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I have a table with a unique index filtered for non-nullable values. In the query plan there is use of distinct. Is there a reason for this?

USE tempdb

CREATE TABLE T1( Id INT NOT NULL  IDENTITY PRIMARY KEY ,F1 INT , F2 INT )
go
CREATE UNIQUE NONCLUSTERED INDEX UK_T1 ON T1 (F1,F2) WHERE F1 IS NOT NULL AND F2 IS NOT NULL 
GO
INSERT INTO  T1(f1,F2) VALUES(1,1),(1,2),(2,1)

SELECT DISTINCT   F1,F2 FROM T1 WHERE F1 IS NOT NULL AND F2 IS NOT NULL 
SELECT  F1,F2 FROM T1 WHERE F1 IS NOT NULL AND F2 IS NOT NULL  

query plan : enter image description here

15

This is a known SQL Server query optimizer limitation. It has been reported to Microsoft, but the Connect item (no longer available) was closed Won't Fix.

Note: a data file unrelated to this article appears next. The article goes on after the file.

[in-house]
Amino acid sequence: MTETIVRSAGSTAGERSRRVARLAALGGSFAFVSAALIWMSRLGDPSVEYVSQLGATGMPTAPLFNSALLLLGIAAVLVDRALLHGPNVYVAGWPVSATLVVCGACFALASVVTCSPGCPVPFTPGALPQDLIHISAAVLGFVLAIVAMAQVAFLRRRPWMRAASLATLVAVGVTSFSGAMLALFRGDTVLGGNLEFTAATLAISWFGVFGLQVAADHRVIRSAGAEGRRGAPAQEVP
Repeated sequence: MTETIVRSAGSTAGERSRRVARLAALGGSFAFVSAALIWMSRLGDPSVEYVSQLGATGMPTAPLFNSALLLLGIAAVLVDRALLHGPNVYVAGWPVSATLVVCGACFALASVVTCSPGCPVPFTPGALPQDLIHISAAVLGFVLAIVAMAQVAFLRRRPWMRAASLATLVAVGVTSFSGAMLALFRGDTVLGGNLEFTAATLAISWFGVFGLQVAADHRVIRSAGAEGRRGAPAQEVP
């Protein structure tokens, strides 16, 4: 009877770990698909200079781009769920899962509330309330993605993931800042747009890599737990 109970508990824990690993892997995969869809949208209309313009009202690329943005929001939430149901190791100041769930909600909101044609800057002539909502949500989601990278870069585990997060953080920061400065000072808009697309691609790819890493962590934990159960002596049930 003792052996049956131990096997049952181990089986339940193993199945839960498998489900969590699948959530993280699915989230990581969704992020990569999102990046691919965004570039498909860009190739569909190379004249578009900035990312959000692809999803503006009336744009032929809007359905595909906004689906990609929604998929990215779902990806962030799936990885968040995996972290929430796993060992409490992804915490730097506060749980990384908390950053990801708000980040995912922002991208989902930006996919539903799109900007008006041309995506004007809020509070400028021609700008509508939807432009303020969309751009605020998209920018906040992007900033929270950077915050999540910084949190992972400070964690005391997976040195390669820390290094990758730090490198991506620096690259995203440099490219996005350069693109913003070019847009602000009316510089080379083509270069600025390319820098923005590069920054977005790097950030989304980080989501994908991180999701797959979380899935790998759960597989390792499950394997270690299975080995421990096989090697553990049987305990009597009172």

There are additional consequences of this limitation, including some that I wrote about in Optimizer Limitations with Filtered Indexes, the summary is quoted below:

This post highlights two important optimizer limitations with filtered indexes:

  • Redundant join predicates can be necessary to match filtered indexes
  • Filtered unique indexes do not provide uniqueness information to the optimizer

In some cases it may be practical to simply add the redundant predicates to every query. The alternative is to encapsulate the desired implied predicates in an unindexed view. The hash match plan in this post was much better than the default plan, even though the optimizer ought to be able to find the slightly better merge join plan. Sometimes, you may need to index the view and use NOEXPAND hints (required anyway for Standard Edition instances). In still other circumstances, none of these approaches will be suitable.

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